Trans kids have their own lives, thoughts and dreams beyond their gender identity. Journalism should reflect that humanity, not debate it.
“It’s not a culture war to me; it’s my son’s life,” said Lauren Rodriguez, the mother of a 19-year-old trans man and a long-time advocate for the rights of trans kids in the Texas legislature. “It’s like you’re arguing against my son’s existence.”
Before Brittany Noble was fired as a news anchor in Mississippi, she was told by her boss that wearing natural Black hair on TV was “unprofessional.” More than five years after Noble was fired, Mississippi still does not have a law against hair discrimination.
Many professional Black women have felt pressure not to go natural. In a 2019 survey by Unilever’s Dove soap, 80% of participants said they had changed their hair from its natural state to fit in at the office.
Black on-air journalists are often told, in overt and coded ways, that they sound different. While media leaders may say they want diverse “voices” in the newsroom, that diversity doesn’t necessarily extend to actual voices speaking in different dialects.
Broadcast jobs “want you to sound like Walter Cronkite, but in a Black female body,” said a veteran news anchor in a Northeastern market who spoke on condition of anonymity out of concerns about workplace retaliation. After decades in the business, she hired a speech coach — at her own expense — so she can move to a bigger, better job.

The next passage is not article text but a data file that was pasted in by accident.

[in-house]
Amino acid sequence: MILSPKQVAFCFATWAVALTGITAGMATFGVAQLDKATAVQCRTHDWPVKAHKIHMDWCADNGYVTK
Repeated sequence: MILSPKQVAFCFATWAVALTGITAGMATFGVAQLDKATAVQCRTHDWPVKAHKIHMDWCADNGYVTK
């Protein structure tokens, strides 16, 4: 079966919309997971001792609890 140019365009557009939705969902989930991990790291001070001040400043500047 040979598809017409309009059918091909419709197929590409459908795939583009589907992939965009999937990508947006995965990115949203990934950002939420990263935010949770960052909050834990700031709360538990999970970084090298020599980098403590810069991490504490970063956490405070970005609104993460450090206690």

About 6.6 million students have “stranded credits” over financial holds, hurting their job prospects and academic futures. Stranded credits disproportionately impact lower-income students, minorities and those who attend community college. All of these groups are more unlikely to be able to clear their debt burdens.
Alexzia Shobe, a 25-year-old Black journalist, was surprised when her transcripts were withheld when she tried to transfer schools. “I had faith that due to receiving a scholarship and having been a great student, they may have offered me more financial aid or alternative repayment options,” she said. “But I had no such luck. It’s been heartbreaking.”
Feminist blogs are folding. While women’s magazines are still around and thriving, many of them lack feminist content and are essentially catalogs of fashion and beauty ads.
Frankie de la Cretaz, a former Bitch Media contributor, said the closing of feminist publications means “so much nuance and so many observations held by people with marginalized identities doesn’t make it into the world or isn’t given a platform.”